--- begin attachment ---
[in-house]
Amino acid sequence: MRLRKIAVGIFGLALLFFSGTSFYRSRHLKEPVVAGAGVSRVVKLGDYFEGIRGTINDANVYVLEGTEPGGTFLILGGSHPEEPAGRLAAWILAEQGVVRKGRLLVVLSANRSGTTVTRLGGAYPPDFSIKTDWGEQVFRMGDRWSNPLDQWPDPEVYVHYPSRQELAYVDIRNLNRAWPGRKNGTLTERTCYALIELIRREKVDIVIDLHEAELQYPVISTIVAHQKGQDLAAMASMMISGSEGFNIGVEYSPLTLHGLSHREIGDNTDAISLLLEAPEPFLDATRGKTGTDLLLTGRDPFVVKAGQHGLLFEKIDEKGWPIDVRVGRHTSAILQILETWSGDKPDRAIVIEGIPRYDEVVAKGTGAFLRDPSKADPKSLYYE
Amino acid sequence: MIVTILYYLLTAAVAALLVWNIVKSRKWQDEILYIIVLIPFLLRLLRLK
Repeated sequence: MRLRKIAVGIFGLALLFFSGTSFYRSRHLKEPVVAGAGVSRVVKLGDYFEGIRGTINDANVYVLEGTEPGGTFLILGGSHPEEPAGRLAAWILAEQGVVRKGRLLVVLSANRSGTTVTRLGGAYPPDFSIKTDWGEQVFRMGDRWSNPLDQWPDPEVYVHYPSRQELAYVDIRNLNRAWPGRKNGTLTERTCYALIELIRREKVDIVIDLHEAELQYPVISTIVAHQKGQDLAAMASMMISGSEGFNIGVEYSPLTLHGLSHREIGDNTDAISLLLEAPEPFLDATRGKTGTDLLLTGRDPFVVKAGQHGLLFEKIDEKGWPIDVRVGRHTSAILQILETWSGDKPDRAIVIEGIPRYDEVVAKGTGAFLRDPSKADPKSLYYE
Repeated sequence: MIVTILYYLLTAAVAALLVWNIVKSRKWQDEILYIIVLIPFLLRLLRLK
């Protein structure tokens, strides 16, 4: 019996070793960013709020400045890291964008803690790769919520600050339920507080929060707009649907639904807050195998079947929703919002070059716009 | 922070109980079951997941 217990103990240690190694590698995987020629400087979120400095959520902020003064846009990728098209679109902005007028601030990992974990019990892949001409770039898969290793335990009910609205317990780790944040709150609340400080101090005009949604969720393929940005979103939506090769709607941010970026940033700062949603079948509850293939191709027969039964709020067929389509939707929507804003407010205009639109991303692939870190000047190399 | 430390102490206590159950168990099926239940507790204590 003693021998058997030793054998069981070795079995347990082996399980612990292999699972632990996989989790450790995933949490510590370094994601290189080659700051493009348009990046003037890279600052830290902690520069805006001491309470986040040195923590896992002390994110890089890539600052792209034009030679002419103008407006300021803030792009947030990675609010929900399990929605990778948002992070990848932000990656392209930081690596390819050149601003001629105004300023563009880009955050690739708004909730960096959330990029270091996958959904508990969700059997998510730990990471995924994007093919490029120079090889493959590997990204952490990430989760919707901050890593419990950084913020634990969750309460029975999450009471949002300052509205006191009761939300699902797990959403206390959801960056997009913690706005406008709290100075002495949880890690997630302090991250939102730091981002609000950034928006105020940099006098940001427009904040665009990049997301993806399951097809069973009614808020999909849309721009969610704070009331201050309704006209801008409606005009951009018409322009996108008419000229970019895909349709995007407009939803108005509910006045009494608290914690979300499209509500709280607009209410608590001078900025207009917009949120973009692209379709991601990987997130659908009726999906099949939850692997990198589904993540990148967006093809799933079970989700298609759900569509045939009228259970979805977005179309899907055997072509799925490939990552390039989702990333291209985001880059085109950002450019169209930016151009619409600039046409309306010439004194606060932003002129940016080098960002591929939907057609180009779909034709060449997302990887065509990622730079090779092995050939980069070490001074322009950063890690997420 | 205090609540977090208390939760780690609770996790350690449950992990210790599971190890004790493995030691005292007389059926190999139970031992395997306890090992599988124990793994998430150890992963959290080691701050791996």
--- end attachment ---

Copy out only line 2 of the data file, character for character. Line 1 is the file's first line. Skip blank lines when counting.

Amino acid sequence: MRLRKIAVGIFGLALLFFSGTSFYRSRHLKEPVVAGAGVSRVVKLGDYFEGIRGTINDANVYVLEGTEPGGTFLILGGSHPEEPAGRLAAWILAEQGVVRKGRLLVVLSANRSGTTVTRLGGAYPPDFSIKTDWGEQVFRMGDRWSNPLDQWPDPEVYVHYPSRQELAYVDIRNLNRAWPGRKNGTLTERTCYALIELIRREKVDIVIDLHEAELQYPVISTIVAHQKGQDLAAMASMMISGSEGFNIGVEYSPLTLHGLSHREIGDNTDAISLLLEAPEPFLDATRGKTGTDLLLTGRDPFVVKAGQHGLLFEKIDEKGWPIDVRVGRHTSAILQILETWSGDKPDRAIVIEGIPRYDEVVAKGTGAFLRDPSKADPKSLYYE